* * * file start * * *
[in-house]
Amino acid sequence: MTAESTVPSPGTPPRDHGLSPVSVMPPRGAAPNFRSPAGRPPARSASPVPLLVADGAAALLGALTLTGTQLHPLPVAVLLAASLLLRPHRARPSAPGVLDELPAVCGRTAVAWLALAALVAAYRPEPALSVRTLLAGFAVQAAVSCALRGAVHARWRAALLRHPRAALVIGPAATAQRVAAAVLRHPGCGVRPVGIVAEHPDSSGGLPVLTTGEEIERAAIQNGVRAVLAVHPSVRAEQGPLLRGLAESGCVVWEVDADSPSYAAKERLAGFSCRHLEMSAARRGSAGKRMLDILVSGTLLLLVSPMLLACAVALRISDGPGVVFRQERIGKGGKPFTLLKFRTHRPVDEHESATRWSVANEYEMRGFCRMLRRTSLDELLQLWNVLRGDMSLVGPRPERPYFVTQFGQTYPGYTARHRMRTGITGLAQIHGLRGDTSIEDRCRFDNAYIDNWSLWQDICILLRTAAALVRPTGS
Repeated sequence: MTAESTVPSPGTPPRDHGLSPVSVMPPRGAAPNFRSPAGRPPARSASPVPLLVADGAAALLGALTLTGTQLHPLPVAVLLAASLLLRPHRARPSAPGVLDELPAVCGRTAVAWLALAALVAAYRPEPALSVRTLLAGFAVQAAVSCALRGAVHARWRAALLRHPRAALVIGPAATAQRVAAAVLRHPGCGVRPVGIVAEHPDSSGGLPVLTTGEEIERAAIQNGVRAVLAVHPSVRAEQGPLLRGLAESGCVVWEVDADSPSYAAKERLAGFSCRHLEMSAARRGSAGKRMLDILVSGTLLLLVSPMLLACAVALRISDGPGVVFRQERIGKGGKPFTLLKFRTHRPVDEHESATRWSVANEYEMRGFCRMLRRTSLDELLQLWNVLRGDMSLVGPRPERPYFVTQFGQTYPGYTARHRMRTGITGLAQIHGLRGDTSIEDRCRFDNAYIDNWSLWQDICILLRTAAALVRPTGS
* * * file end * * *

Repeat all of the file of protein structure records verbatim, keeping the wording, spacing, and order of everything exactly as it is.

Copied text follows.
[in-house]
Amino acid sequence: MTAESTVPSPGTPPRDHGLSPVSVMPPRGAAPNFRSPAGRPPARSASPVPLLVADGAAALLGALTLTGTQLHPLPVAVLLAASLLLRPHRARPSAPGVLDELPAVCGRTAVAWLALAALVAAYRPEPALSVRTLLAGFAVQAAVSCALRGAVHARWRAALLRHPRAALVIGPAATAQRVAAAVLRHPGCGVRPVGIVAEHPDSSGGLPVLTTGEEIERAAIQNGVRAVLAVHPSVRAEQGPLLRGLAESGCVVWEVDADSPSYAAKERLAGFSCRHLEMSAARRGSAGKRMLDILVSGTLLLLVSPMLLACAVALRISDGPGVVFRQERIGKGGKPFTLLKFRTHRPVDEHESATRWSVANEYEMRGFCRMLRRTSLDELLQLWNVLRGDMSLVGPRPERPYFVTQFGQTYPGYTARHRMRTGITGLAQIHGLRGDTSIEDRCRFDNAYIDNWSLWQDICILLRTAAALVRPTGS
Repeated sequence: MTAESTVPSPGTPPRDHGLSPVSVMPPRGAAPNFRSPAGRPPARSASPVPLLVADGAAALLGALTLTGTQLHPLPVAVLLAASLLLRPHRARPSAPGVLDELPAVCGRTAVAWLALAALVAAYRPEPALSVRTLLAGFAVQAAVSCALRGAVHARWRAALLRHPRAALVIGPAATAQRVAAAVLRHPGCGVRPVGIVAEHPDSSGGLPVLTTGEEIERAAIQNGVRAVLAVHPSVRAEQGPLLRGLAESGCVVWEVDADSPSYAAKERLAGFSCRHLEMSAARRGSAGKRMLDILVSGTLLLLVSPMLLACAVALRISDGPGVVFRQERIGKGGKPFTLLKFRTHRPVDEHESATRWSVANEYEMRGFCRMLRRTSLDELLQLWNVLRGDMSLVGPRPERPYFVTQFGQTYPGYTARHRMRTGITGLAQIHGLRGDTSIEDRCRFDNAYIDNWSLWQDICILLRTAAALVRPTGS